Setting the Record Straight on DWOL Defenses

State v. Castillon (HSC May 16, 2019)
Background. Michelle Castillon was cited and charged for driving without a license. HRS § 286-102. At trial, the prosecution called the citing officer who testified that he stopped Castillon because her vehicle had expired safety and registration tags. The officer asked Castillon if she had a driver’s license. She could not. The officer testified at trial that he called into dispatch to see if she had a license. Dispatch reported back that her license had been revoked. The prosecution also called a County official who testified that her database did not include licenses in Canada. There was no testimony about Mexico.

Castillon presented no evidence that she possessed a valid license issued from Canada or Mexico. She argued that the prosecution had the burden of proving that not only did she lack a license in Hawaii, but she did not have a license in Canada or Mexico. The district court (Hon. Judge Margaret Masunaga) rejected this argument and convicted Castillon.

Castillon appealed to the ICA. The ICA affirmed. You can read that opinion HERE. The HSC took certiorari for further review.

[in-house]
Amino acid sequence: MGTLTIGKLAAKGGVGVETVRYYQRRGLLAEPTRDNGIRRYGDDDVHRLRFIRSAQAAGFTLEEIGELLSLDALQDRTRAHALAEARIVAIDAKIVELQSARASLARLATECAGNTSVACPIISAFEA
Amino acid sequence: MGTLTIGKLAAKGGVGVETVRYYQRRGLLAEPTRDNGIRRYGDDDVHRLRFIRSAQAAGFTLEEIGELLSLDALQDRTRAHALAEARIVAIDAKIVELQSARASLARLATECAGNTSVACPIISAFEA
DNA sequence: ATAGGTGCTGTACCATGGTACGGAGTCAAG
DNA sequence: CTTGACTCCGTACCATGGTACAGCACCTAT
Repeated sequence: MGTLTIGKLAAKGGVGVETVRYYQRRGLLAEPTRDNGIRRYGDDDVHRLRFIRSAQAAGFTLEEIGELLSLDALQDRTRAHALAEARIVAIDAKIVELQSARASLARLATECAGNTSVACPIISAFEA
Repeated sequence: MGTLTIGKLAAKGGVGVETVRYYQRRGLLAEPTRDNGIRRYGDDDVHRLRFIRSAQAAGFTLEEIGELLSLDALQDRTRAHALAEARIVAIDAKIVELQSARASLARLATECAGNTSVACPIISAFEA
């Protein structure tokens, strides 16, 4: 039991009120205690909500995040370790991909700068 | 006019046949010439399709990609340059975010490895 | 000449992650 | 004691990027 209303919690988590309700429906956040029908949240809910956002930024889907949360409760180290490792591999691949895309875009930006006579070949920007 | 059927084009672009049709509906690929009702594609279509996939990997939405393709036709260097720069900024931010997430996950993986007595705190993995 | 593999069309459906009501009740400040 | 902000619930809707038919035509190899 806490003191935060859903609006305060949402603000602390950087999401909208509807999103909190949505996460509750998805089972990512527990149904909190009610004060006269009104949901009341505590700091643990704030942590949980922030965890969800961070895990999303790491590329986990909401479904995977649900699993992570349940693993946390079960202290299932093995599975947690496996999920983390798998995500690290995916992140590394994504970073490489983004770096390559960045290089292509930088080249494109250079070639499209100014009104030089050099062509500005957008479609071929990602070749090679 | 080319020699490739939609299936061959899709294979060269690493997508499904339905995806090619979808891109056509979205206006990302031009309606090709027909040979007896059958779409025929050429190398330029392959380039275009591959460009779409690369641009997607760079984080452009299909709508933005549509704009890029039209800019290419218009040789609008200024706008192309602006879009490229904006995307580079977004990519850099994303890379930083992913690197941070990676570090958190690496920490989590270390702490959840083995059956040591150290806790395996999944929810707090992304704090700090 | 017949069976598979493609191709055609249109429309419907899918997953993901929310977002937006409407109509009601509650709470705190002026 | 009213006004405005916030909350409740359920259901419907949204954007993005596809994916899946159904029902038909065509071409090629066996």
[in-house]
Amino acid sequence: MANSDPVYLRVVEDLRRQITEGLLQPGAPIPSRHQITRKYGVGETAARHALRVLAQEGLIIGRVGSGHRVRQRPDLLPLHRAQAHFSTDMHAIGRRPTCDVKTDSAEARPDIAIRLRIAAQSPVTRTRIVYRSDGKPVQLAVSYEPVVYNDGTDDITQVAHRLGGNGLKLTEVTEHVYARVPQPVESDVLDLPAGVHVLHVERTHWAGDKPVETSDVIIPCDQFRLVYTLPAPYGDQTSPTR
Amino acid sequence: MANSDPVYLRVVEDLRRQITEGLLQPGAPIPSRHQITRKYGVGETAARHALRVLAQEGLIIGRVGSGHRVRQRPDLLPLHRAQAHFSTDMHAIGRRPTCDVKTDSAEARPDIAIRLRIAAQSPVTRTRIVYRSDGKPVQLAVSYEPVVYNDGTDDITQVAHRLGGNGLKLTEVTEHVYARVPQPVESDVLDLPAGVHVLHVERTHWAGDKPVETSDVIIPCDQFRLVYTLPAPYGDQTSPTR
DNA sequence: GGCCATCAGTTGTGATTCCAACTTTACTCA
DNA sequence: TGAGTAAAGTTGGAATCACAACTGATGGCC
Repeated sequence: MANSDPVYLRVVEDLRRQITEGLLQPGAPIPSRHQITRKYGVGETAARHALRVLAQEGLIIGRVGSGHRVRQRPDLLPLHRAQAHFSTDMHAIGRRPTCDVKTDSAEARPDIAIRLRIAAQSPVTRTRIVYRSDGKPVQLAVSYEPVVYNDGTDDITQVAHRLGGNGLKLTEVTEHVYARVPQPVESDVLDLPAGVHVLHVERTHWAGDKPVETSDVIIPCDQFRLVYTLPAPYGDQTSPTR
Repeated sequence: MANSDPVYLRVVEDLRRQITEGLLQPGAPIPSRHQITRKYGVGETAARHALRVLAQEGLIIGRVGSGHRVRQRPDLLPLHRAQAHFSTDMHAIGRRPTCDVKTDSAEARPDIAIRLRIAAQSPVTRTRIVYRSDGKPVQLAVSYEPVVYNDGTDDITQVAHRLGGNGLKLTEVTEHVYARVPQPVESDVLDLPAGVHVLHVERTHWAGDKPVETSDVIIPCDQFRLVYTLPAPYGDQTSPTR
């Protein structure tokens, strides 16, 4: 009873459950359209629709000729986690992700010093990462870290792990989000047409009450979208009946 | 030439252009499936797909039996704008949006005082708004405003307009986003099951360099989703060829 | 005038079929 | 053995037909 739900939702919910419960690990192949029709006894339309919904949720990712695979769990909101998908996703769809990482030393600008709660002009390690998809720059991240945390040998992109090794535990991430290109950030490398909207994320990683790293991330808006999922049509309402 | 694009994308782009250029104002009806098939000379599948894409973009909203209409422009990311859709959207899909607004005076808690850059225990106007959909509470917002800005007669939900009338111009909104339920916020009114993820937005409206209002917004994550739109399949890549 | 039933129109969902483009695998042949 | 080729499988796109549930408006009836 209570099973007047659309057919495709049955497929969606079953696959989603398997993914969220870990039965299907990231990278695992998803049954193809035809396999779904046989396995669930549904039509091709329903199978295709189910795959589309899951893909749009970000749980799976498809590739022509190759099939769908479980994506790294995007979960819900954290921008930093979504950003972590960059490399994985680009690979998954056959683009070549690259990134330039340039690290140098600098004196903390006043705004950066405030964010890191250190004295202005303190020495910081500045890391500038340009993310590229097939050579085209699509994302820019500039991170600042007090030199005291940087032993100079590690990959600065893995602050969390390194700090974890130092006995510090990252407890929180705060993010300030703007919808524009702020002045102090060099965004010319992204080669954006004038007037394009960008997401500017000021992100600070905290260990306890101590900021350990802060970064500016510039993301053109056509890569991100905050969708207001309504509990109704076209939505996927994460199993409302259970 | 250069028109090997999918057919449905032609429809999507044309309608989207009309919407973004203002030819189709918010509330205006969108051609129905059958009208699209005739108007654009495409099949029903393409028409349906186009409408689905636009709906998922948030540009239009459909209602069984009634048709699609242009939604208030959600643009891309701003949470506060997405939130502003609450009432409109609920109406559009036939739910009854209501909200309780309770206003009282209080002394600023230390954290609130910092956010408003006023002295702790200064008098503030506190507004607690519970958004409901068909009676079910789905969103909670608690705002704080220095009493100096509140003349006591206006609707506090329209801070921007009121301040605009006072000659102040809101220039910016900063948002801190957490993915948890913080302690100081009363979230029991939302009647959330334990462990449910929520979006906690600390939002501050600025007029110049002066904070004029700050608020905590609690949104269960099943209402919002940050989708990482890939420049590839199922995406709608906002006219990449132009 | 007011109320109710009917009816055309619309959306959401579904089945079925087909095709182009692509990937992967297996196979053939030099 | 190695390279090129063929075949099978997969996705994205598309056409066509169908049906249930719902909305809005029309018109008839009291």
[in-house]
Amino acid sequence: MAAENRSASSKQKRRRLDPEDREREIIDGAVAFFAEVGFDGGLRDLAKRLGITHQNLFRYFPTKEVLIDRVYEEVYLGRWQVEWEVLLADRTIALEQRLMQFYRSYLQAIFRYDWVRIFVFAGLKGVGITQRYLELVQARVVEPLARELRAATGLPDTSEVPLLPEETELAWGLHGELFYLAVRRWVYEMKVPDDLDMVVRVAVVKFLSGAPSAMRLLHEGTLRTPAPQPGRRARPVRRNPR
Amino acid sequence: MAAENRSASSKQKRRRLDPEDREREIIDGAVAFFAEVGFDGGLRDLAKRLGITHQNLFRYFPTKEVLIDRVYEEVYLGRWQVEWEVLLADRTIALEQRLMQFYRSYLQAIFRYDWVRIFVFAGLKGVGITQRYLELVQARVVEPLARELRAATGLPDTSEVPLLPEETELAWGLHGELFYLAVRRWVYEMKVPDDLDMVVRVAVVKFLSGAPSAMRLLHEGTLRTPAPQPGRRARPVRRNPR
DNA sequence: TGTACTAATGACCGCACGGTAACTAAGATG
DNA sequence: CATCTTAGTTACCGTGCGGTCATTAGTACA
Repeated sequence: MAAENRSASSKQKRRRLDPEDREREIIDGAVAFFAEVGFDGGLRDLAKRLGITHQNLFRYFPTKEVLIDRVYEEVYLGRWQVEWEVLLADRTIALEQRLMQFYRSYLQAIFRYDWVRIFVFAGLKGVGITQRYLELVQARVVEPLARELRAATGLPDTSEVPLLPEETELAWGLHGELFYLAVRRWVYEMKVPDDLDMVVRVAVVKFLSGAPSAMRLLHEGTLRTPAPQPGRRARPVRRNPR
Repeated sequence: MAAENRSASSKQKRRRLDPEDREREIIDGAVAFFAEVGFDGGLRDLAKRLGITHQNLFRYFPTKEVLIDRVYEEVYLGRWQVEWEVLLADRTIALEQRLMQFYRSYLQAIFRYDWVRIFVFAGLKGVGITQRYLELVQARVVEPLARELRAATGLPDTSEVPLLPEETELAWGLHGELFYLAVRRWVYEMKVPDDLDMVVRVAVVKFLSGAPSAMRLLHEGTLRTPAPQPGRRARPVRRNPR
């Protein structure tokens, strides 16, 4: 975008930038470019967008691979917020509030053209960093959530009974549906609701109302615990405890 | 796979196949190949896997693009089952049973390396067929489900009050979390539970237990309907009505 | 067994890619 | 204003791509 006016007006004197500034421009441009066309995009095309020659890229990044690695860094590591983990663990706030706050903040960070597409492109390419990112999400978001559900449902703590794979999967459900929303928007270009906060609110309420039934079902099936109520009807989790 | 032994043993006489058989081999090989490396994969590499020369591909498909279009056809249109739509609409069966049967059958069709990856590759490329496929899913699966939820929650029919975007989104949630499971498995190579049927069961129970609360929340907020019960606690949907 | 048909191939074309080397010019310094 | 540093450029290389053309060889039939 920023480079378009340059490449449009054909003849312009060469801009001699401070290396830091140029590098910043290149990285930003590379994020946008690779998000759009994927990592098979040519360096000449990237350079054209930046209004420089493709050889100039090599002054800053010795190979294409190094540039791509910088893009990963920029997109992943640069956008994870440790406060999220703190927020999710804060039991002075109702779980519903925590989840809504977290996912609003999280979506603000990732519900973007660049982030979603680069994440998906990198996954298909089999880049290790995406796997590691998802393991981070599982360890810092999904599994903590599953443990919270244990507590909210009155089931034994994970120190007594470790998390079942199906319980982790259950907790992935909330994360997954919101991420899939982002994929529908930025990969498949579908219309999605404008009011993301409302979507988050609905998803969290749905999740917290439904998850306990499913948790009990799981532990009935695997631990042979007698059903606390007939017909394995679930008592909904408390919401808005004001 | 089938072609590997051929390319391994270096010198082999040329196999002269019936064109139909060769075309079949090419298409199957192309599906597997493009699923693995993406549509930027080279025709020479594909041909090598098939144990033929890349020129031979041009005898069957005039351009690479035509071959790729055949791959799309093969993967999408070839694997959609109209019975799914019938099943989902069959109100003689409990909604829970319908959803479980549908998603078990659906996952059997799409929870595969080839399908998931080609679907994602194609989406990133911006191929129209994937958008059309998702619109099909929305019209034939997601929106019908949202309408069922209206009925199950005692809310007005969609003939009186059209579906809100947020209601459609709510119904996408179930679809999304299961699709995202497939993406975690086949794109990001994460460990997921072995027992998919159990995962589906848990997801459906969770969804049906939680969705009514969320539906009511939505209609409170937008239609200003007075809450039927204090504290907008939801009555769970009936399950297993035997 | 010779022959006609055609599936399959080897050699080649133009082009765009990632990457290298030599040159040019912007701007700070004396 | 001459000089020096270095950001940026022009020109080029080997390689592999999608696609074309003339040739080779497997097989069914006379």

How to read the DWOL Statute. “A person operating . . . motor vehicles shall be examined as provided in section 286-108 and duly licensed by the examiner of drivers[.]” HRS § 286-102(b). This provision is exempt, however, for a person in possession of the “equivalent to a driver’s license issued in this State but was issued to the person in another state of the United States” and “Mexico, or a province of the Dominion of Canada[.]” HRS § 286-105(3) and (4).

The ICA held that the defendant bore the initial burden to show an exemption before it shifts to the prosecution to disprove beyond a reasonable doubt. The ICA reasoned that exemptions are always a defense and are not elements to the offense when “

Clarifying the ICA’s Opinion. The HSC agreed with the ICA’s analysis in all respects but one. The HSC took issue with the ICA’s reliance on State v. Nobriga, 10 Haw. App. 353, 873 P.2d 110 (1994). The ICA noted that exemptions are always defenses and are never elements to the offense “when the facts or evidence concerning [the exemption] are peculiarly within the knowledge of the defendant or within the defendant’s private control.”

The HSC noted that this should not be a hard and fast rule. A defense is “a fact or set of facts which negatives penal liability[.]” HRS § 701-115(a). It does not matter if the facts are something the defendant should know about or control. So long as there is “some evidence . . . no matter how weak, inconclusive, or unsatisfactory the evidence may be,” the defendant has met his or her initial burden. State v. Pinero, 75 Haw. 282, 304, 859 P.2d 1369, 1379 (1993).

Here, the HSC agreed that Castillon did not meet this burden—but it wasn’t because these facts were known to her or within her private control.

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